A research study from the Federal Reserve Bank of Cleveland concluded Friday that eviction filings are approaching pre-pandemic levels in some parts of the United States as eviction bans begin to expire.
The study looked at eviction data from a sample of 44 cities and counties across the country. As temporary eviction moratoriums begin to expire the number of filings and hearings have sharply risen to roughly the same rate they were before the coronavirus pandemic.
“As of July 7, roughly one-third of rental units in our study are no longer covered by temporary policies, and eviction filings have now returned to their pre-pandemic levels in those places no longer covered,” the researchers wrote.
Many jurisdictions implemented bans on eviction filings and hearings during the initial phase of the coronavirus outbreak, Reuters reported. The Trump administration also announced its intention to prevent foreclosures and evictions in March.
Around 12 million adults live in households that missed their last rent payment while an additional 23 million are unlikely to make the next month’s payment, according to Fox News.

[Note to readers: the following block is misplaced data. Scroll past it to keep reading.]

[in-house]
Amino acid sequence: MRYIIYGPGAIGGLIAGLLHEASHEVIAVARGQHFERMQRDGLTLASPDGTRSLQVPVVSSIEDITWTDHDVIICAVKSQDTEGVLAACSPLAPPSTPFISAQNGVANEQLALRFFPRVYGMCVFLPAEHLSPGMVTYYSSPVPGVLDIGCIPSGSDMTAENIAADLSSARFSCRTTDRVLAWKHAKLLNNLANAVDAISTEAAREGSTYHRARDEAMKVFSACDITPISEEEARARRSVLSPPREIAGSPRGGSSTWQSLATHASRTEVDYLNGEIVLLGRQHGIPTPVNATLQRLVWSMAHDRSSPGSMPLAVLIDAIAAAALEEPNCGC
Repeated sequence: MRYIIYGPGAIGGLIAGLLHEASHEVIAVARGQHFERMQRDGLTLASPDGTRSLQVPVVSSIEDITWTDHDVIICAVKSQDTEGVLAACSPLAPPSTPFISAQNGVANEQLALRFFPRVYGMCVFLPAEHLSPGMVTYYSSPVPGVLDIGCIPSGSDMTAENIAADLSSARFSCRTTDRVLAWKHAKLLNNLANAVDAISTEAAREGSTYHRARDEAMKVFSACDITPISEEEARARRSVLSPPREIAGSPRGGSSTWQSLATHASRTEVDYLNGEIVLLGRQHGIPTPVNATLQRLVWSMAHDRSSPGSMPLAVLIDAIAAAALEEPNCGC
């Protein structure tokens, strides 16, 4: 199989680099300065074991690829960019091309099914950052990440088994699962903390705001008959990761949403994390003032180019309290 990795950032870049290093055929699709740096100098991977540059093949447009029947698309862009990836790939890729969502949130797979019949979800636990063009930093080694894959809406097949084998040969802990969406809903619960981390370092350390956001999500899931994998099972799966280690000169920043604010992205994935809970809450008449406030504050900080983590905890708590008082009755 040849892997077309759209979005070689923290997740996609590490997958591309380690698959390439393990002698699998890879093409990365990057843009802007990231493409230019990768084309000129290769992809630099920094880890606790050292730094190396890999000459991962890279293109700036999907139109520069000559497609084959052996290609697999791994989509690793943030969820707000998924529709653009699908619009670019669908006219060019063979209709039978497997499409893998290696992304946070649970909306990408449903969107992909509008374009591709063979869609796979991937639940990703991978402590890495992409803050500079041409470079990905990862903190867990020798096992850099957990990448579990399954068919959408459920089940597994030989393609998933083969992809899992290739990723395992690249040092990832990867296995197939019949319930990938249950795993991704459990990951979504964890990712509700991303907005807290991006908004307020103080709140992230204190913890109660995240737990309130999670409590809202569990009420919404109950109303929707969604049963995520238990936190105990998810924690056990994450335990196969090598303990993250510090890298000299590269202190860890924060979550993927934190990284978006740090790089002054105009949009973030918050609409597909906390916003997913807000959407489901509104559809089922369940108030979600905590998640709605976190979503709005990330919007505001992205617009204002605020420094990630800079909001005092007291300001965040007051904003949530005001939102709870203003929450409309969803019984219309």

With jobless claims remaining at historically high levels it is unclear how many households will be able to make their monthly rent payments. One estimate suggested 28 million people could be made homeless amid looming evictions, CNBC reported.
Roughly 30% of renters nationwide will continue to be protected by a federal moratorium under the Coronavirus Aid, Relief and Economic Security (CARES) Act, according to USA Today. The provision will remain in force until July 25. (RELATED: Man Arrested After Illegally Obtaining $8.5 Million In Coronavirus Relief Aid)
Evictions remain low in jurisdictions that have opted to continue bans, Forbes reported. A number of cities and counties have also opted to extend their existing bans as the pandemic continues, according to The Mercury News.
With the emergency relief programs enacted by Congress under the CARES Act set to expire at the end of July, millions of unemployed Americans could face the possibility of eviction as some jurisdictions begin to re-implement eviction procedures.